Illustration: Peter C. Espina/GT
A Vietnamese-American doctor, David Dao, was brutalized by United Airlines on April 9. He lost two front teeth and suffered from a concussion after being beaten and dragged off the plane like an animal by airport security. But many people fail to recognize the degree to which Western culture, or Western "soft power," played a role in the beating.
Western culture emphasizes the grandeur of whites and bolsters what can be called the "White Brand." From their youth, American children read fairy tales such as Snow White with white male heroes; the trend continues in adulthood with larger-than-life leading men in Hollywood, many of which are white men. The American population - white, black, Hispanic, and Asian (non-whites make up 40 percent of America) - are trained to see whites as virtuous and of higher status.
In contrast, Western soft power dehumanizes Asians and Asian men, in particular. It's not uncommon for American movies to depict Asians being killed en masse and for it to be shown as justifiable since they are portrayed as villainous, abusive, or misogynistic. Examples of this include The Wolverine and Lucy. In Lucy, the white female lead shoots a Taiwanese driver for not being able to speak English; this was meant to be comedic and some reports say that audiences laughed at the scene.
The steady stream of disparaging depictions leads to a subconscious dehumanization of Asians in the public mind. These socially constructed racial perceptions form the basis of interactions in America, including in the United Airlines incident.
Double standards abound in the United Airlines incident. It is hard to imagine that an American airline would physically beat a 69-year old, gray-haired white male physician, slamming his face into the headrest, knocking out two teeth and giving him a concussion if he passively objected to his removal from the flight. It's more likely that he would be treated in a civil manner. Dao's suffering is linked to the cultural dehumanization of Asians. It makes others see our rights and feelings as less worthy of consideration.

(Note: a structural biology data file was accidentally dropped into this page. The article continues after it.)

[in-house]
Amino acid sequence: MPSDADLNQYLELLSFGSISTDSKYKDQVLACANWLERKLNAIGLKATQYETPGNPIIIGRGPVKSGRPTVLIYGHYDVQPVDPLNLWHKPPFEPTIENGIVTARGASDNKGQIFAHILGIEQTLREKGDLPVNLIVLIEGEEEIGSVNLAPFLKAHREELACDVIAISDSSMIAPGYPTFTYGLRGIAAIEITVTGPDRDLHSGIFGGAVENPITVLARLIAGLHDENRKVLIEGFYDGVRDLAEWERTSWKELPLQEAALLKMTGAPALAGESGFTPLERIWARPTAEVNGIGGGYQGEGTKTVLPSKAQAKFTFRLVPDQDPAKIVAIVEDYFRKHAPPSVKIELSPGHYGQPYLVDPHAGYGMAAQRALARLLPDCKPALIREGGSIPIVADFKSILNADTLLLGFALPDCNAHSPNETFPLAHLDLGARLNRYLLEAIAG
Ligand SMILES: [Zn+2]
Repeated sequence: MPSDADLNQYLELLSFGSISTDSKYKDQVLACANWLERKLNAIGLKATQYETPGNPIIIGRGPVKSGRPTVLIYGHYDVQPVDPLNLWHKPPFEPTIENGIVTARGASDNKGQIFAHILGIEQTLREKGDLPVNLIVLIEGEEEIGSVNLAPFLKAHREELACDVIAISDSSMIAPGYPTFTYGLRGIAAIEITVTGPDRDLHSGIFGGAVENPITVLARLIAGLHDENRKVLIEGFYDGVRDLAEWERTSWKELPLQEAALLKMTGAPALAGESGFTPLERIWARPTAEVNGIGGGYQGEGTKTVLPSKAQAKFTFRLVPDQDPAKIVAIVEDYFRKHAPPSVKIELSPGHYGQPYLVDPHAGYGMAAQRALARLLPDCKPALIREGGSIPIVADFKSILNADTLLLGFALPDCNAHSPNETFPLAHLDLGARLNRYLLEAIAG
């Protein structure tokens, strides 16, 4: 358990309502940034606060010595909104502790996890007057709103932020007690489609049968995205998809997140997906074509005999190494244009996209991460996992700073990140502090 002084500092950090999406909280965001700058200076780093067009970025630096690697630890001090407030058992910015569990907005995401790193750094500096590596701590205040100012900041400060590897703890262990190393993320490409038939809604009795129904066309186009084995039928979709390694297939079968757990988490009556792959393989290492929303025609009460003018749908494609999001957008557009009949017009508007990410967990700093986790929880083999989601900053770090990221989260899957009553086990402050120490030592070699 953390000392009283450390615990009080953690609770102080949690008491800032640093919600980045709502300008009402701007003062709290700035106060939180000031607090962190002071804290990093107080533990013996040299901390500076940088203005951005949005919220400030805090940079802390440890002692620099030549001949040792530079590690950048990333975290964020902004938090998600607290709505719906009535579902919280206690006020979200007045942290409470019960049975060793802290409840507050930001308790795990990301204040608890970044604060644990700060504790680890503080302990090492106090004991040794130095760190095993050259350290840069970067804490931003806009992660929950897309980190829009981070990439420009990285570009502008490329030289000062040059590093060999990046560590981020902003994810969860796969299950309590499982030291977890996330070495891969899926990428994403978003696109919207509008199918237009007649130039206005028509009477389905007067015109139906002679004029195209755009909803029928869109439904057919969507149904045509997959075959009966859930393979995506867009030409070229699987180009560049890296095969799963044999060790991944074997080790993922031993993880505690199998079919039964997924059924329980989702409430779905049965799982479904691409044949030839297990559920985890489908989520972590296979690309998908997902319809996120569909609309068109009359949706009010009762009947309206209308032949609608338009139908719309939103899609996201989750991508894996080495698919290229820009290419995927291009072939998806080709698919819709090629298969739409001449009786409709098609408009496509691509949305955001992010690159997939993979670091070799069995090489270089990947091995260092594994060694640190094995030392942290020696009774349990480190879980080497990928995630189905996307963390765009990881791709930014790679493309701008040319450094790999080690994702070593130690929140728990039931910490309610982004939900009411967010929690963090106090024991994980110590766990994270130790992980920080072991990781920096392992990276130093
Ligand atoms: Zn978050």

On the flight, witnesses saw other customers refuse to leave, but the flight attendants did not call security in those cases. But when Dao refused to leave, the flight attendant called security forces to remove him.
Why were flight attendants more aggressive toward Dao? Why did the tension escalate in his case but not with others? In Dao's case, he even told the flight attendants that as a physician, he had patients he needed to see the next morning, making it crucial for him to stay on the flight. However, racial biases influence perception of threats and reactions toward defiance.
In the US, Asians are perceived as passive. Therefore, when an Asian defies this stereotype and expectation, the reaction can be indignation and anger.
Dehumanization not only influenced what happened to Dao, it affected how people respond to the incident. A passenger on the flight witnessed one of the police officers "laughing in the midst of the incident, to the violent, abusive way the passenger was dragged off the plane by the [other] officer." Late-night TV host, Jimmy Kimmel turned this tragedy into a joke on his show. He's the same host responsible for the "let's kill everyone in China" skit in 2013. This is how Asians are stripped of their humanity; how anti-Asian crimes are downplayed while gaining tacit approval.
In the Western narrative, Asians are often villainized, even when victimized.
United Airline's CEO, Oscar Munoz, initially refused to apologize, assuming Asians would not react strongly to the incident. It was only after the United Airline's stock value fell by nearly $1 billion as a result of an uproar on Chinese media that he apologized - in Mandarin - in fear of losing business in China.
The fear of consequences is absolutely vital to combating Western disrespect toward Asians. It's time Asian people everywhere stood up for themselves in matters big and small.
The author is a writer associated with Kulture Media, a media watchdog for Asian Americans. firstname.lastname@example.org